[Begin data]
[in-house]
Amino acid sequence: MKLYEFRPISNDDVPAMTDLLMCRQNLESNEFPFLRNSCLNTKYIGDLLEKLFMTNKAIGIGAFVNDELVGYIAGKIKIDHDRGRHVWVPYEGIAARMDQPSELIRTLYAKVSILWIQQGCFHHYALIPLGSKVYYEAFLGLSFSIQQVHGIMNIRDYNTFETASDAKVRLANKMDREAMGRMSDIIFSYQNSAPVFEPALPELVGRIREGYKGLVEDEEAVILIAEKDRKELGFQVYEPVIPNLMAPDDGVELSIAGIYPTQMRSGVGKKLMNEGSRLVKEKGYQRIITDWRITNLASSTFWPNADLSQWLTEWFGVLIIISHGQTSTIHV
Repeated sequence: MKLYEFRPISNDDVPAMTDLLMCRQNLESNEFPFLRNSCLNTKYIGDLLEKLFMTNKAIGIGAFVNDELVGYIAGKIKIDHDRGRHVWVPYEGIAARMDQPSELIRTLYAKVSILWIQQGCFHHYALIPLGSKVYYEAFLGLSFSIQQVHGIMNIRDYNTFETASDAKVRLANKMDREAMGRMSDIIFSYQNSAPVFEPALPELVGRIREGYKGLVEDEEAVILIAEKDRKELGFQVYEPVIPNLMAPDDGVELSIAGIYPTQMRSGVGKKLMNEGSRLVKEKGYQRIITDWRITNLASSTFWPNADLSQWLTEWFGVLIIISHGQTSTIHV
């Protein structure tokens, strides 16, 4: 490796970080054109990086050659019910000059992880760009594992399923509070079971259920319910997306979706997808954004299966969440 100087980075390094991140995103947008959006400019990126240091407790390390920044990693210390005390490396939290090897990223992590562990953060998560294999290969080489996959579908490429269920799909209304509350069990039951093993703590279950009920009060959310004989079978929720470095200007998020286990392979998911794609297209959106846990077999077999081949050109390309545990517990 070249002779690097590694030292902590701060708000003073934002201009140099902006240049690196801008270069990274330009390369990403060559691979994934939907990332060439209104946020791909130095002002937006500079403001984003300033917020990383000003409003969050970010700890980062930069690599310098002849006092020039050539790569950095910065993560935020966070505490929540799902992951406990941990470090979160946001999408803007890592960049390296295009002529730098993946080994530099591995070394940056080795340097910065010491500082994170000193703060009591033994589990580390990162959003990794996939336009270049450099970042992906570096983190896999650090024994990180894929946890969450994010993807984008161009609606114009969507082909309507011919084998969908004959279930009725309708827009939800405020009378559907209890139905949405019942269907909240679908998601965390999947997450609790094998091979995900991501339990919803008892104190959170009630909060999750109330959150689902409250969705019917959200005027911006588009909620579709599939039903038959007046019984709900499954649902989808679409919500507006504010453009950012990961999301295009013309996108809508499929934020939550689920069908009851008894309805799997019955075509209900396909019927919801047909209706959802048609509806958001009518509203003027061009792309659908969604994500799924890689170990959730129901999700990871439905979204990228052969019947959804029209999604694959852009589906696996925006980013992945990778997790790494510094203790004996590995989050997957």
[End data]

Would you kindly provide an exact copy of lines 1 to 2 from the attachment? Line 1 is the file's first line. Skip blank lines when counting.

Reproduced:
[in-house]
Amino acid sequence: MKLYEFRPISNDDVPAMTDLLMCRQNLESNEFPFLRNSCLNTKYIGDLLEKLFMTNKAIGIGAFVNDELVGYIAGKIKIDHDRGRHVWVPYEGIAARMDQPSELIRTLYAKVSILWIQQGCFHHYALIPLGSKVYYEAFLGLSFSIQQVHGIMNIRDYNTFETASDAKVRLANKMDREAMGRMSDIIFSYQNSAPVFEPALPELVGRIREGYKGLVEDEEAVILIAEKDRKELGFQVYEPVIPNLMAPDDGVELSIAGIYPTQMRSGVGKKLMNEGSRLVKEKGYQRIITDWRITNLASSTFWPNADLSQWLTEWFGVLIIISHGQTSTIHV